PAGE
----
Risks of Mercury Amalgam to Pregnant Women

Millions of people have them in their mouths, yet their widespread use in treating cavities is one of the more contentious issues in dentistry. So-called silver amalgam fillings contain about 50 percent mercury, with the remaining material made from a powder of silver, tin, zinc, and copper. Some experts are concerned that the release of microscopic amounts of mercury vapor—a consequence of chewing food, grinding teeth, and exposing the fillings to hot substances—might cause neurological problems or kidney damage, particularly in sensitive populations, such as children and pregnant women. Others, including the American Dental Association, say the safety data are reassuring. The Food and Drug Administration is taking a closer look.
 
The American Dental Association supports the agency's review but says that, based on the available evidence, limitations on the use of amalgam fillings or warning labels directed to certain types of patients are not warranted. "We've looked at silver amalgams harder than any other filling dental material, and there's just no evidence that it harms any of the sensitive groups," says J. Rodway Mackert, a spokesperson for the ADA and a professor of dental materials at the Medical College of Georgia's School of Dentistry.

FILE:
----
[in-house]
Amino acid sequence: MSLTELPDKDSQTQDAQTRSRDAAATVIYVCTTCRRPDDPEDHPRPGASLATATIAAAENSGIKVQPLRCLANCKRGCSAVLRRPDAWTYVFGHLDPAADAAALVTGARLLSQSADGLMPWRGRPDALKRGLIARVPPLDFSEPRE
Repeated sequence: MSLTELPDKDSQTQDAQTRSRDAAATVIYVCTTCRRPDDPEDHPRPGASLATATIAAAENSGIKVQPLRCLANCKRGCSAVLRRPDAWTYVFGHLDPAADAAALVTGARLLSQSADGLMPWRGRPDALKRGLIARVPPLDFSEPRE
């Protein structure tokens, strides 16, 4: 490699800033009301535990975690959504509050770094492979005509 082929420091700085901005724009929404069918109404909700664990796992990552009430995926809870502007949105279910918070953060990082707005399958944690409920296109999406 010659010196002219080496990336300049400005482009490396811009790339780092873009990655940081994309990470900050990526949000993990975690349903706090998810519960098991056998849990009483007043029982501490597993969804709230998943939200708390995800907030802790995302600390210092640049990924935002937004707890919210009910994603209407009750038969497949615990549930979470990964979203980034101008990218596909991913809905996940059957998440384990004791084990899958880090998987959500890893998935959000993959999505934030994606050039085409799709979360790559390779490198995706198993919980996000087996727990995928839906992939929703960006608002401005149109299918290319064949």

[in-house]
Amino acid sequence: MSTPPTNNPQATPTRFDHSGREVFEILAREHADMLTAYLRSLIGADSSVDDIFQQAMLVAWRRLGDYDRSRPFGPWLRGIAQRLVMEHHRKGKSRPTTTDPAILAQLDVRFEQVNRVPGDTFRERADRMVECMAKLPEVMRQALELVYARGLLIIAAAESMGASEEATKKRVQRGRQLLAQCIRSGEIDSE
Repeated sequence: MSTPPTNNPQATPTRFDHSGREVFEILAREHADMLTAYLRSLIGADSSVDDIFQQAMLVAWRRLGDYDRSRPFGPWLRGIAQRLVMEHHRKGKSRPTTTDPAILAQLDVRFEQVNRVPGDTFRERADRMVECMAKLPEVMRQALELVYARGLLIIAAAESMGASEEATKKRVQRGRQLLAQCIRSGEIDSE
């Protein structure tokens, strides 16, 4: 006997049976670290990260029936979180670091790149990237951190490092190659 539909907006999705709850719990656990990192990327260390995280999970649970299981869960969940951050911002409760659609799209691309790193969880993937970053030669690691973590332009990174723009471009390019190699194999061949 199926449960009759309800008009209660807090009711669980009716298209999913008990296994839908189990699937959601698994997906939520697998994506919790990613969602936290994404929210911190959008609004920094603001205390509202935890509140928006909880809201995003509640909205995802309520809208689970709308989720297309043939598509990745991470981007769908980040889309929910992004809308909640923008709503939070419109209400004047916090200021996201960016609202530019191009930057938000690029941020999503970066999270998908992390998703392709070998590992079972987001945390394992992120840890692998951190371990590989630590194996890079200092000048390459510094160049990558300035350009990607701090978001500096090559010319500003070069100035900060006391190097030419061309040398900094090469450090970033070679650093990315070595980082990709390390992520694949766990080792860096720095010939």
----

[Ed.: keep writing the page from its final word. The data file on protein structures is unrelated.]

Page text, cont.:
Following the settlement of a lawsuit earlier this week, the US Food and Drug Administration (FDA) has updated its consumer advice on mercury amalgam to say that it poses health risks to pregnant women, children, and the unborn.
 
The updated consumer advice, which is in the FDA's Center for Devices and Radiological Health (CDRH) section of the website (web address given at the end of this article), now states that:
 
"Dental amalgams contain mercury, which may have neurotoxic effects on the nervous systems of developing children and fetus."
 
"Pregnant women and persons who may have a health condition that makes them more sensitive to mercury exposure, including individuals with existing high levels of mercury bioburden, should not avoid seeking dental care, but should discuss options with their health practitioner."
 
"FDA has moved to a more neutral course, while still recognizing the serious health risks posed by amalgam in particular for children and unborn children, for pregnant women, and for those with mercury immuno-sensitivity."
 
In addition to drawing conclusions as a joint committee when they met in September 2006, members of the FDA's advisory panel on mercury and amalgam issued personal statements that said, among other things, the agency should consider introducing a practice of informed consent for patients receiving amalgam, and that the labelling should be changed to restrict use of amalgam in pregnant women and children.
 
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